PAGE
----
Robin walked quite a few different roads before finding the one that eventually took her where she needed to be. She told Howard she even at one point reached back out to her father. “I called him up and I said, ‘I want an apology,’ and he gave me the most eloquent apology,” Robin said. “I was like in shock because I didn’t realize how much he understood what he had done to me. And then he said, ‘Is that enough?’ and I said, ‘I don’t know. We’ll have to see,’ and I hung up the phone and it was not enough.”

“The greatest apology you could possibly get means nothing because you still suffered all those years,” she continued.

“I always knew if I could get out, I’d be great,” Robin then said. “And all I did was work to get out of the mess that I’m in. Once I got out, I was like, ‘Oh, now I’m free,’ and I sometime hear myself saying to people in a childhood mess, ‘This is not your life. Your life is when you get out of here.'”

Howard once again marveled at his longtime co-host’s spectacular resilience. He also going so suggested her awful childhood experiences may have toughened her up for her eventual life-or-death cancer battle. “I’ve never seen anybody with the kind of fortitude you have and I wonder if that comes from having to put up with all that shit,” he suggested.

“Yeah, that’s how I became,” she said. “I became ‘Nothing can hurt me. Nothing can defeat me. I get over it all.”

But Robin didn’t start out with that mindset. She told listeners she recalled a particularly painful heart-to-heart with Howard shortly after getting diagnosed: “You know that was like the worst day of my life? That day, when we were having that conversation. I was like, ‘Just let me go.'”

“I’m not going to say what was said or how it came out, but you made me live,” Robin told Howard while fighting through laughter and tears. “I was so pissed at you because I was like, ‘God dammit, how did he get into my life? I’m supposed to be the most independent human being on earth and not care what anybody thinks and now he’s making me change my mind and I can’t even stop it.'”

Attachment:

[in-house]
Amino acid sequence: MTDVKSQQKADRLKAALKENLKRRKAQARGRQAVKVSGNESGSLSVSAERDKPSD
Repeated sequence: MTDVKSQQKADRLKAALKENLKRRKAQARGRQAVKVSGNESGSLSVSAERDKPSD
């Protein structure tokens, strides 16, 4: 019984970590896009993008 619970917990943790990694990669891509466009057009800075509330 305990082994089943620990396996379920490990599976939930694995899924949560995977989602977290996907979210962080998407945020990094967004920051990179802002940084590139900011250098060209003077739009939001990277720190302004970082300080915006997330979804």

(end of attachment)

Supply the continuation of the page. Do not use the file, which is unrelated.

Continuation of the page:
“I realized how much you meant to me,” she continued.

“You were being very selfish,” Howard joked. “You were facing death and you weren’t thinking about me and leaving me alone.”

In all seriousness, Howard revealed he took the news of her cancer quite hard. “I remember my shrink saying to me, ‘You’ve gotta prepare yourself that everything might not be fine,'” he said. “I couldn’t accept it. I thought, ‘No, I know if I do enough O.C.D. rituals, if I bang on a table enough and knock on wood and stuff, I’ll protect her. She will not die.'”

While Robin wouldn’t go so far as to say his rituals did the trick, she credited him with helping her survive in other ways. “You did keep me alive because you were the fuel. You said it was impossible for that to happen. You couldn’t handle it happening and so I said ‘Dammit, I can’t do it. I gotta stay.'”

“Who knew my selfishness would cure Robin?” Howard laughed.

“It worked out for me,” she laughed. “It was like I couldn’t stand your pain, you rascal, you devil.”

Robin said Dr. Agus also helped her beat the odds. “He was great,” she said, later adding, “He said, ‘Look, you’ve gotta stop acting like a sick person.’ I was like, ‘You know he’s absolutely right. I’ve got to act like I’m fine.'”

In Howard’s mind, though, it was Robin who deserved all the credit. “I don’t think there’s a braver example than how you faced it,” he concluded. “You just said, ‘Fuck you, cancer,’ and ‘I’m not going to let you get me down,’ and you never gave up the faith.”